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Best of Howard Stutz

Gaming Guru

Howard Stutz

Gambling stocks down again in November

1 December 2008

LAS VEGAS, Nevada -- Investors in gaming stocks are glad only one month remains in 2008.

Despite some end-of-the-month upticks in the stock markets as a whole, November was another downward slide for gaming.

Nine out of the 10 casino operators and slot machine manufacturers charted by Las Vegas-based business advisory firm Applied Analysis showed month-over-month declines in their average daily stock prices. Only casino operator Penn National Gaming reported an increase.

Applied Analysis principal Brian Gordon said the company's gaming index hit its lowest level since January 2004. The index closed the month at 225.91, down almost 37 points from October and down more than 360 points from a year ago.

Consumers have been overwhelmed by uncertainty in the global economic climate, volatile financial markets, slipping housing market conditions and an unstable employment outlook. Those indicators have soured investors on gaming.

"Many gaming operators witnessed all-time lows in their stock prices while concerns about the viability of selected operators persisted," Gordon said.

"By the close of November, the majority of gaming companies reported valuations that were 70 percent to 90 percent below levels reported just one year ago. These factors and a tight capital market have investors responding cautiously," he added.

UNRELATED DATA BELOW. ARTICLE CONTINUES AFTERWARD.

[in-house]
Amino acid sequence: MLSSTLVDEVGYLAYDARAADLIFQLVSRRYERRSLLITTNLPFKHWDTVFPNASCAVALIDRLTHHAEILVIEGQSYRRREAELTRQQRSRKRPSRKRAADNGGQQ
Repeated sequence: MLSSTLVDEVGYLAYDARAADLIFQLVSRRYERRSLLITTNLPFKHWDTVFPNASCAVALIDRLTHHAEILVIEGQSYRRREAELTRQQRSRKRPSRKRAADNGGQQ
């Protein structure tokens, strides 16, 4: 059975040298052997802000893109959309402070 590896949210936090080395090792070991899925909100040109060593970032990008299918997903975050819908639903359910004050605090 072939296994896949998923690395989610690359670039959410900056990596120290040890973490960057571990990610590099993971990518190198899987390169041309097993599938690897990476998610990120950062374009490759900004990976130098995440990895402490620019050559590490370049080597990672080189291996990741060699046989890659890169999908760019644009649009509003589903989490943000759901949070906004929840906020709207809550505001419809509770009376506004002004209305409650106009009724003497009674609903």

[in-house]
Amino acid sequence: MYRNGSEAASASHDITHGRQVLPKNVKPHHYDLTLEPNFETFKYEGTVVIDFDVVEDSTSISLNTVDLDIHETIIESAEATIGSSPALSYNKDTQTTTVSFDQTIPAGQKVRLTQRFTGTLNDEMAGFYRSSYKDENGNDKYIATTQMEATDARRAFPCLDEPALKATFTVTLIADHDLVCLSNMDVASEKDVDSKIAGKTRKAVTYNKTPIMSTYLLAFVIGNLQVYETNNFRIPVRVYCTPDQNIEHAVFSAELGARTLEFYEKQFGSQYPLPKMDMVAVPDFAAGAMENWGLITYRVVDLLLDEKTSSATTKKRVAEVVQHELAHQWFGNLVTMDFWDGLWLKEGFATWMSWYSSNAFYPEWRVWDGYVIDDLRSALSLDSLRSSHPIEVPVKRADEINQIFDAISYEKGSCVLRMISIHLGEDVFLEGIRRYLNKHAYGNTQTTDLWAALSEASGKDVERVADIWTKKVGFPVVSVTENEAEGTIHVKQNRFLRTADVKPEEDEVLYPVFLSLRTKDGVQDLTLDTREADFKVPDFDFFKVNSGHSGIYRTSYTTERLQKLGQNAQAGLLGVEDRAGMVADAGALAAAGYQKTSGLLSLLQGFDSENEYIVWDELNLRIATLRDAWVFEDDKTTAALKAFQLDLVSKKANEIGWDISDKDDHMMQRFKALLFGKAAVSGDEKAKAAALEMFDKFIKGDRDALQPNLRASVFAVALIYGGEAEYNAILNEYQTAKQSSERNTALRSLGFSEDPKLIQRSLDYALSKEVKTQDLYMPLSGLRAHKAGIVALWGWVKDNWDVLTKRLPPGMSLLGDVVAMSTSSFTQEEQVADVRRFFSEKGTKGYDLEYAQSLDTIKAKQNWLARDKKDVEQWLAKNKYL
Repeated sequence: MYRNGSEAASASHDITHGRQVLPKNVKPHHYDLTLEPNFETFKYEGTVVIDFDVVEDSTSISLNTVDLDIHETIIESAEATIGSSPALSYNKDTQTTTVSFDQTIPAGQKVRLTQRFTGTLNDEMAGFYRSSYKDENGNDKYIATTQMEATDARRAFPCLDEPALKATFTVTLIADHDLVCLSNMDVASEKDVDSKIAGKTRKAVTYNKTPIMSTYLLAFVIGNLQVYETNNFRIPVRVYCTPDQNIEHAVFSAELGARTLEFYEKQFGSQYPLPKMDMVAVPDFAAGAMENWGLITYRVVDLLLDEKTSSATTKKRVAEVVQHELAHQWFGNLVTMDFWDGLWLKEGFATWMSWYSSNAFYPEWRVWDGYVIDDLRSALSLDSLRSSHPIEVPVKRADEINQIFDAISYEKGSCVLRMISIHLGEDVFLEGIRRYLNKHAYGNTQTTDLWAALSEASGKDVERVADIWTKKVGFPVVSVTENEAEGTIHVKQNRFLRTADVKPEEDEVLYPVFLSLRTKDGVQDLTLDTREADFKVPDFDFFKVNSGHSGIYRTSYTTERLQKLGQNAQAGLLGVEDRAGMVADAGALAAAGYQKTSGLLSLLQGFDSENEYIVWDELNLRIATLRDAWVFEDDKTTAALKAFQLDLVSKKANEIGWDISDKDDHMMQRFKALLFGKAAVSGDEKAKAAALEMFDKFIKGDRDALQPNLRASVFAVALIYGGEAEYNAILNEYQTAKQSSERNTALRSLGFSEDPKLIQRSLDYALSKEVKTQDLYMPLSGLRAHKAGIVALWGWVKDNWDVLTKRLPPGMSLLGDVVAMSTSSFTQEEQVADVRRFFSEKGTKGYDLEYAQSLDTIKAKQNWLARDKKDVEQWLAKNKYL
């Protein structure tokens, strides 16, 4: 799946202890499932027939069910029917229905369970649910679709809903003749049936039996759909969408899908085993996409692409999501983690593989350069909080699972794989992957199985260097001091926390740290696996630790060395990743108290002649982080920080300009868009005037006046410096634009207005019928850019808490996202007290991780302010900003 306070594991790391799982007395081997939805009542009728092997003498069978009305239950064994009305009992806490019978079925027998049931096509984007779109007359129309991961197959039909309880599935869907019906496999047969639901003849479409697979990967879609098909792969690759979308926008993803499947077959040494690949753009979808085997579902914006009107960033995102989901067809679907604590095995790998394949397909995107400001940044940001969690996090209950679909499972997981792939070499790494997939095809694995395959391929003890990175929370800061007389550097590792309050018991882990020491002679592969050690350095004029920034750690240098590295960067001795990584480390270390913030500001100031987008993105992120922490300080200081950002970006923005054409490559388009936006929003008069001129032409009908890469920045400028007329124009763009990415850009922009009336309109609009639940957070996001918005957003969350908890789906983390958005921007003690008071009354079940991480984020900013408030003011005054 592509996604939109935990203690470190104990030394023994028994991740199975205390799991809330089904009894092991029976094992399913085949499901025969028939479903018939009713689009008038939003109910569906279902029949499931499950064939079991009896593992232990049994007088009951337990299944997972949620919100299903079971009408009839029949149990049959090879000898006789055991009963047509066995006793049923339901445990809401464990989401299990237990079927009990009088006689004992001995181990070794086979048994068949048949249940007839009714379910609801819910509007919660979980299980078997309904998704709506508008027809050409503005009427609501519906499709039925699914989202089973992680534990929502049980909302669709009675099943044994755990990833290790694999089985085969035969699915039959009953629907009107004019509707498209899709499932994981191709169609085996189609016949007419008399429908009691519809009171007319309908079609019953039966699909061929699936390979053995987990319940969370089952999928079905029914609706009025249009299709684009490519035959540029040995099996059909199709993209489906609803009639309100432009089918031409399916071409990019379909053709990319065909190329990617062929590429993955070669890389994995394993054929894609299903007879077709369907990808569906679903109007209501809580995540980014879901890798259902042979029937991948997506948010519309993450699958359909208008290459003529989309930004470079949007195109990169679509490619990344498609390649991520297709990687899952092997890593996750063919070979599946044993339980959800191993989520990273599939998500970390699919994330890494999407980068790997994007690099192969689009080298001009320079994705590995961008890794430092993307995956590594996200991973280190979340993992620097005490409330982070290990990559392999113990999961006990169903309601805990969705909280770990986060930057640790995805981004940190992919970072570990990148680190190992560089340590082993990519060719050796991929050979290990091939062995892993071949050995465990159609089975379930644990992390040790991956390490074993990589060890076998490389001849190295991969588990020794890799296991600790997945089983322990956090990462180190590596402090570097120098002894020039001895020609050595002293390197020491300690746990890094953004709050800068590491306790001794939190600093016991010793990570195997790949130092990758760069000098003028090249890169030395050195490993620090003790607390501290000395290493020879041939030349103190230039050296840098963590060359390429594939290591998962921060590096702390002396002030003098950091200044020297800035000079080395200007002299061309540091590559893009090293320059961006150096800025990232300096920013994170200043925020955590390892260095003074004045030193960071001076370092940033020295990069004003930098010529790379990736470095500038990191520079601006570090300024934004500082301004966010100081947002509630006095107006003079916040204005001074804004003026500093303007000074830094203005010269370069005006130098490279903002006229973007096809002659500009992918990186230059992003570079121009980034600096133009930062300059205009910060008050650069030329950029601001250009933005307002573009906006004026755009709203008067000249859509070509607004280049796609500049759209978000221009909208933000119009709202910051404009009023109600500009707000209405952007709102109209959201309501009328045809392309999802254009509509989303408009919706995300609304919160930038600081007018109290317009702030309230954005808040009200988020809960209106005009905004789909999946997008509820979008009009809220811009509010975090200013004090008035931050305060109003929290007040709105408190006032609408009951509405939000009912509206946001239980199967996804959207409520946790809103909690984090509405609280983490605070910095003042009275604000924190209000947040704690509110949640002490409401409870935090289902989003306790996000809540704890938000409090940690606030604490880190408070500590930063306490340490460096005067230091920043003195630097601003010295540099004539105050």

The major casino operators, MGM Mirage, Las Vegas Sands Corp., Boyd Gaming Corp. and Wynn Resorts Ltd., all had double-digit declines in their month-over-month daily price averages.

Even Las Vegas Sands, which raised roughly $2.1 billion in a recapitalization plan and reduced its capital expenses by stopping construction of several Macau casino projects and a Strip condominium tower, didn't gain in its average daily stock price during November.

Penn National benefited because investors like the company's balance sheet. An aborted private-equity buyout attempt left the company with about $1.48 billion in cash gained through a breakup fee.

At the recent Global Gaming Expo, Penn National Chief Financial Officer Bill Clifford said the company was looking at opportunities to acquire casinos, including potential sites on the Strip. But the company is in no hurry to make a purchase.

G2E also allowed slot machine makers, which have also seen hefty declines in their stock prices in 2008, try to impress casino operators with new games and systems.

Macquarie Capital gaming analyst Joel Simkins said in a research note that Penn National and slot machine manufacturers Bally Technologies and WMS Industries may still be attractive to investors.

"Most gaming stocks have been punished this year, with the group down a collective 75 percent year to date," Simkins said.

"We think investors must continue to be very cautious before adding to current positions or initiating investment. We remain particularly bullish on those (companies) with strong balance sheets," he also said.

Simkins said he spent about five days in Las Vegas, touring some of the new properties including the recently opened Eastside Cannery and Aliante Station. He said the market is reflective of the companies souring stock prices.

"While one week does not make a trend, the tone in and around the Las Vegas Strip, as well as the locals segment, was bleak," Simkins said.

"Las Vegas has clearly slowed down considerably and we remain greatly concerned about rising unemployment, daunting condo supply, new capacity growth, lower room rates and a potential dramatic decline in hotel occupancy," Simkins added.

Gambling stocks down again in November is republished from